18. 22. Free Flow in Volumetric Pumps <ul><li>If fluid container is a few inches above heart level, free flow by gravity can occur if: </li></ul><ul><li>Pump latch/door open. Always close roller clamp before removing set from pump. </li></ul>
    19. 23. Latch closed Clamp open
    20. 24. Latch open Clamp closed
    21. 25. Free Flow in Volumetric Pumps <ul><li>If fluid container is a few inches above heart level, free flow by gravity can occur if: </li></ul><ul><li>Pump latch/door opened. Always close roller clamp before removing set from pump. </li></ul><ul><li>Infusion set not correctly loaded </li></ul>
    22. 27. Free Flow in Volumetric Pumps <ul><li>If fluid container is a few inches above heart level, free flow by gravity can occur if: </li></ul><ul><li>Pump latch/door opened. Always close roller clamp before removing set from pump. </li></ul><ul><li>Infusion set not correctly loaded </li></ul><ul><li>Damage to set resulting in an air leak </li></ul>
    23. 28. Free Flow in Syringe Pumps <ul><li>If pump is a few inches above heart level, free flow by gravity can occur if: </li></ul><ul><li>Syringe not correctly located and secured to pump. Check syringe barrel clamp, barrel flange and plunger located correctly and secured. </li></ul>
    24. 30. Free Flow in Syringe Pumps <ul><li>If pump is a few inches above heart level, free flow by gravity can occur if: </li></ul><ul><li>Syringe not correctly located and secured to pump. Check syringe barrel clamp, barrel flange and plunger located correctly and secured </li></ul><ul><li>Syringe removed from pump. Always close clamp first. </li></ul>
    25. 32. Free Flow in Syringe Pumps <ul><li>If pump is a few inches above heart level, free flow by gravity can occur if: </li></ul><ul><li>Syringe not correctly located and secured to pump. Check syringe barrel clamp, barrel flange and plunger located correctly and secured </li></ul><ul><li>Syringe removed from pump. Always close clamp first. </li></ul><ul><li>Air leak caused by crack in syringe, plunger seal leak, loose luer connection, distortion of barrel/plunger. </li></ul>
    26. 34. To prevent free flow <ul><li>Never remove syringe or set from pump whilst connected to patient, without closing the clamp first (or checking it is closed) </li></ul><ul><li>Always use a set with an anti free flow device (not available for Alaris/IVAC 59 series) </li></ul><ul><li>Check set or syringe is correctly loaded </li></ul><ul><li>Check drip chamber on volumetric pump for unexpected flow after set loading and during infusion </li></ul><ul><li>Keep syringe pump near to or below infusion site </li></ul>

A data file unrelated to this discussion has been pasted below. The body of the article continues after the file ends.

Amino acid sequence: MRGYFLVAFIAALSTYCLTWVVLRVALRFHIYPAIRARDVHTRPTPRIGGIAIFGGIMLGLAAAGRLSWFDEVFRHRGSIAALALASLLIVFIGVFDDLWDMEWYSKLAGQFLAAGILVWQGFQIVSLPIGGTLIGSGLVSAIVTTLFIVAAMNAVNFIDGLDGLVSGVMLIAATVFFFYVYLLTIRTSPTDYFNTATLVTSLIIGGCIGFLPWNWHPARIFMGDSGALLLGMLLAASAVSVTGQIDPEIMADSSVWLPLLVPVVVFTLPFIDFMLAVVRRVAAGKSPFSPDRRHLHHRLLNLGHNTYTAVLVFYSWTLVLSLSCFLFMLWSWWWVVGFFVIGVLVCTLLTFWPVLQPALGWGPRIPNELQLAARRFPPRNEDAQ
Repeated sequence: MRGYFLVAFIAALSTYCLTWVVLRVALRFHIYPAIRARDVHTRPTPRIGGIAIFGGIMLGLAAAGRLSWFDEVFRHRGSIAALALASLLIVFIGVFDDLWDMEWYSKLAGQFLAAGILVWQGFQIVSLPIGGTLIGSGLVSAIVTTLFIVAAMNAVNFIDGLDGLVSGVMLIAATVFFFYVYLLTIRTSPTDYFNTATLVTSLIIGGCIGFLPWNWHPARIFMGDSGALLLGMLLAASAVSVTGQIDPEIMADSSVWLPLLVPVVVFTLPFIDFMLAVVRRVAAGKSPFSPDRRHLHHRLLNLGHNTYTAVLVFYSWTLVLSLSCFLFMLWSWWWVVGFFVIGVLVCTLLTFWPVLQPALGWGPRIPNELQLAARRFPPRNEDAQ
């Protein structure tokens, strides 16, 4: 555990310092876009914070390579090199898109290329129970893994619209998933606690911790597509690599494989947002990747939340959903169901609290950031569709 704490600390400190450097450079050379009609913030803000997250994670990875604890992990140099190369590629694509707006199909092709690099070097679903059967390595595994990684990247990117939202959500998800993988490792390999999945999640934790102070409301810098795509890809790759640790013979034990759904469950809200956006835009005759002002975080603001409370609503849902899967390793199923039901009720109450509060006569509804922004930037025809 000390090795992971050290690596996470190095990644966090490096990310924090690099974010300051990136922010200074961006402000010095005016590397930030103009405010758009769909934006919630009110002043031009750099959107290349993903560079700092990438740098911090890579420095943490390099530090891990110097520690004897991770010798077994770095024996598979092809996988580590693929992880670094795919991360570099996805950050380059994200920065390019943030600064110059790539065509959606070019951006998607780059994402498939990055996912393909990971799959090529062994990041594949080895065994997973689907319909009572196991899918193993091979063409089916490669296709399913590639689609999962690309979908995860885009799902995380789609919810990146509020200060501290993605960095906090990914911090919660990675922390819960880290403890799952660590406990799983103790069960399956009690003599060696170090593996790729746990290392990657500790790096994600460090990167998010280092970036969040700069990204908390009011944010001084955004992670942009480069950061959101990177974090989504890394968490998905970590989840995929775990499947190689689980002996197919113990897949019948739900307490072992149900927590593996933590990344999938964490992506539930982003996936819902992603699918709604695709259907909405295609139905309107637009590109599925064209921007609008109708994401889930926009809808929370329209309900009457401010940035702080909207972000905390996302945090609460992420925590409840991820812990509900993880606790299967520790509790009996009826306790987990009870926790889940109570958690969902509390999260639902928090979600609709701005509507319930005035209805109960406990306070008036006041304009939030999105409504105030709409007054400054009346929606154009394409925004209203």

27. 35. What Goes Wrong? <ul><li>Occlusion alarm (all pumps) </li></ul><ul><li>Occurs when pump is unable to sustain set flow rate and pressure in line increases </li></ul><ul><li>Caused by partial or complete blockage in delivery tubing (kinked tube, clamp or tap closed) or cannula (clotted off, position changed) </li></ul>
    28. 36. Occlusion Alarm <ul><li>Time to alarm </li></ul><ul><li>Dependent on occlusion pressure level (usually variable) and flow rate </li></ul><ul><ul><li>Low pressure, high flow rate 45 seconds </li></ul></ul><ul><ul><li>High pressure, low flow rate 45 minutes </li></ul></ul><ul><li>To reduce time to alarm and bolus size </li></ul><ul><ul><li>Use highest flow rate clinically acceptable </li></ul></ul><ul><ul><li>Use lowest occlusion pressure setting possible without causing nuisance alarms </li></ul></ul><ul><ul><li>User smaller syringes </li></ul></ul>
    29. 37. Occlusion Alarm <ul><li>Hazards </li></ul><ul><li>Interruption to therapy </li></ul><ul><ul><li>Problem with critical, fast acting drugs e.g. inotropes </li></ul></ul><ul><li>Post occlusion bolus </li></ul>
    30. 38. Tissuing (Extravasation) Extravasation occurs when fluid that should be delivered intravenously is inadvertently delivered into a tissue space.
    31. 39. Tissuing <ul><li>Cannot be detected by infusion pumps </li></ul><ul><ul><li>Usually little or no increase in pressure </li></ul></ul><ul><li>Secure and dress the catheter for stability </li></ul><ul><li>Check IV site frequently for tenderness, skin tightening, cooling and blanching </li></ul>
    32. 40. What Goes Wrong? <ul><li>Air-in-line </li></ul><ul><li>Volumetric pumps have a risk of air being delivered due to poor priming of set, upstream leak or pumping action drawing air out of solution </li></ul><ul><li>Volumetric pumps have either a mechanism for preventing pumping of air or an air-in-line detector & alarm </li></ul>
    33. 41. Air-in-line Alarm <ul><li>Hazards </li></ul><ul><li>Nuisance alarms </li></ul><ul><li>Interruption to therapy </li></ul><ul><ul><li>Problem with critical, fast acting drugs e.g. inotropes </li></ul></ul><ul><ul><li>Recent fatality in North Glasgow </li></ul></ul>
    34. 42. What Goes Wrong? <ul><li>Tampering by patients/visitors/carers </li></ul><ul><ul><li>Keylock </li></ul></ul><ul><ul><li>Lock box </li></ul></ul>
    35. 44. Ambulatory (portable)
    36. 45. What Goes Wrong? <ul><li>Equipment Faults </li></ul><ul><li>Often occur as a result of damage due to fluid ingress or being dropped/knocked </li></ul><ul><li>Always return damaged pumps to Clinical Physics – never use or attempt to repair </li></ul><ul><li>Infusion devices very reliable, faults rarely result in adverse incidents </li></ul>
    37. 46. Training <ul><li>This presentation and demonstrations to follow are a general introduction ONLY </li></ul><ul><li>Before using any infusion device you MUST have received specific training for that model and be signed off as competent – over 50 models in North Glasgow </li></ul><ul><li>Otherwise DO NOT USE </li></ul>
    1. Gostou de algum slide específico?

      Recortar slides é uma maneira fácil de colecionar informações para acessar mais tarde.

    ×